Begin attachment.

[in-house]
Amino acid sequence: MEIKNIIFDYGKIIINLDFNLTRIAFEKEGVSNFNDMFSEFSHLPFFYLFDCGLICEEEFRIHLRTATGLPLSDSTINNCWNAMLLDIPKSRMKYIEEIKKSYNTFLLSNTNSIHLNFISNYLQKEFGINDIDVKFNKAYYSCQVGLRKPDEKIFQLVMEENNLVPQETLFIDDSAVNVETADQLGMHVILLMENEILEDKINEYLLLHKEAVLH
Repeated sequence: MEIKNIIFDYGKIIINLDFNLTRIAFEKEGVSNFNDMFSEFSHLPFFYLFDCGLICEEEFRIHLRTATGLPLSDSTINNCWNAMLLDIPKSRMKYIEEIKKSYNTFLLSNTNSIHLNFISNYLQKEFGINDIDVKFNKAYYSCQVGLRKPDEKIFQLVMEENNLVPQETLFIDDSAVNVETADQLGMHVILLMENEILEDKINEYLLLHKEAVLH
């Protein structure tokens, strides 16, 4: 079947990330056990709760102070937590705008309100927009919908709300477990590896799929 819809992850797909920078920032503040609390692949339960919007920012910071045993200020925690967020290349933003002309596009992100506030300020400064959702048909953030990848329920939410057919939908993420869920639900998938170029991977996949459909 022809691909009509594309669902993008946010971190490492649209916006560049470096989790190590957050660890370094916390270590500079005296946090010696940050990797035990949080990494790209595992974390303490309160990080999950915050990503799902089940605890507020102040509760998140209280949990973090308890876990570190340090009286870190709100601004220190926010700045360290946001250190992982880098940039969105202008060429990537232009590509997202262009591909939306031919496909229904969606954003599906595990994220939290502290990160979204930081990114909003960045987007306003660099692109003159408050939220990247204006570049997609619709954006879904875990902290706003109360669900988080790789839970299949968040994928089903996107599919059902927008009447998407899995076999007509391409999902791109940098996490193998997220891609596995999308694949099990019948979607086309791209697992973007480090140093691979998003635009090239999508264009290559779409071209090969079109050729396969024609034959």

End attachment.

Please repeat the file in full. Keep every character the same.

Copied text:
[in-house]
Amino acid sequence: MEIKNIIFDYGKIIINLDFNLTRIAFEKEGVSNFNDMFSEFSHLPFFYLFDCGLICEEEFRIHLRTATGLPLSDSTINNCWNAMLLDIPKSRMKYIEEIKKSYNTFLLSNTNSIHLNFISNYLQKEFGINDIDVKFNKAYYSCQVGLRKPDEKIFQLVMEENNLVPQETLFIDDSAVNVETADQLGMHVILLMENEILEDKINEYLLLHKEAVLH
Repeated sequence: MEIKNIIFDYGKIIINLDFNLTRIAFEKEGVSNFNDMFSEFSHLPFFYLFDCGLICEEEFRIHLRTATGLPLSDSTINNCWNAMLLDIPKSRMKYIEEIKKSYNTFLLSNTNSIHLNFISNYLQKEFGINDIDVKFNKAYYSCQVGLRKPDEKIFQLVMEENNLVPQETLFIDDSAVNVETADQLGMHVILLMENEILEDKINEYLLLHKEAVLH
């Protein structure tokens, strides 16, 4: 079947990330056990709760102070937590705008309100927009919908709300477990590896799929 819809992850797909920078920032503040609390692949339960919007920012910071045993200020925690967020290349933003002309596009992100506030300020400064959702048909953030990848329920939410057919939908993420869920639900998938170029991977996949459909 022809691909009509594309669902993008946010971190490492649209916006560049470096989790190590957050660890370094916390270590500079005296946090010696940050990797035990949080990494790209595992974390303490309160990080999950915050990503799902089940605890507020102040509760998140209280949990973090308890876990570190340090009286870190709100601004220190926010700045360290946001250190992982880098940039969105202008060429990537232009590509997202262009591909939306031919496909229904969606954003599906595990994220939290502290990160979204930081990114909003960045987007306003660099692109003159408050939220990247204006570049997609619709954006879904875990902290706003109360669900988080790789839970299949968040994928089903996107599919059902927008009447998407899995076999007509391409999902791109940098996490193998997220891609596995999308694949099990019948979607086309791209697992973007480090140093691979998003635009090239999508264009290559779409071209090969079109050729396969024609034959």